The presence of congestive heart failure (CHF) has been associated with treatment disparities and worse outcomes in patients with ST-segment elevation myocardial infarction, but the incidence and effect of CHF in patients with non-ST-segment elevation acute coronary syndromes (NSTE ACSs) has not been well characterized. We evaluated 45,744 patients with NSTE ACS (positive cardiac markers and/or ischemic ST-segment changes) who were treated at 424 hospitals in the CRUSADE Quality Improvement Initiative between March 2000 and March 2003. Treatment patterns and in-hospital outcomes in patients with signs of CHF on presentation and those who developed in-hospital CHF were compared with those in patients without CHF. In total, 10,398 patients (22.7%) had signs of CHF on presentation, and 1,664 patients (3.6%) later developed in-hospital CHF. Compared with patients without CHF, early (<24 hours from presentation) medications and invasive cardiac procedures were used less often in patients with signs of CHF on presentation. Likewise, patients with in-hospital CHF were less likely than those without CHF to receive acute antiplatelet agents and undergo cardiac catheterization but more likely to receive acute β blockers, angiotensin-converting enzyme inhibitors, and heparin and to undergo coronary artery bypass grafting. Adjusted mortality was higher in patients with signs of CHF on presentation (odds ratio 2.64, 95% confidence interval 2.31 to 3.01) and those with in-hospital CHF (odds ratio 4.93, 95% confidence interval 4.05 to 5.99) than in patients without CHF. In conclusion, CHF occurs frequently in patients with NSTE ACS but is associated with less aggressive treatment and a higher risk of mortality. Further study is needed to determine the causes of these treatment differences and the optimal therapeutic approach for patients with NSTE ACS and concomitant CHF.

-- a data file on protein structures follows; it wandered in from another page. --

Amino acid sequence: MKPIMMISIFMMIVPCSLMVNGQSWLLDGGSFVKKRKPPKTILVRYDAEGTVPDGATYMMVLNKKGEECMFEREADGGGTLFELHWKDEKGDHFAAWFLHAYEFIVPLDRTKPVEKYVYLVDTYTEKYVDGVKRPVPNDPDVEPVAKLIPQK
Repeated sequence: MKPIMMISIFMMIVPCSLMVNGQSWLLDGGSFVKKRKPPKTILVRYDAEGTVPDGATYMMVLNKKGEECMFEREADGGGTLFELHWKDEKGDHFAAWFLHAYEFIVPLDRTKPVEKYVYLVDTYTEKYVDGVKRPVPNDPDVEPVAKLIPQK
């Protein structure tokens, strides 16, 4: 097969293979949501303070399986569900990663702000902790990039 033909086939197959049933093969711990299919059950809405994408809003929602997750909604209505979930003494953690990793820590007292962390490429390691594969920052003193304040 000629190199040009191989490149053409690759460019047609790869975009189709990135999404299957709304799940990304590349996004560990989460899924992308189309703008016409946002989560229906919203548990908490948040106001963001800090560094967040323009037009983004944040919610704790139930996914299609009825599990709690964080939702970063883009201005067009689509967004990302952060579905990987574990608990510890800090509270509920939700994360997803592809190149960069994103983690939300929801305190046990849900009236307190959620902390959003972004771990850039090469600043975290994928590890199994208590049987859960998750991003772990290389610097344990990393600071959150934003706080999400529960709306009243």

|Original language||English (US)|
|Number of pages||6|
|Journal||American Journal of Cardiology|
|State||Published - Jun 15 2006|
ASJC Scopus subject areas
- Cardiology and Cardiovascular Medicine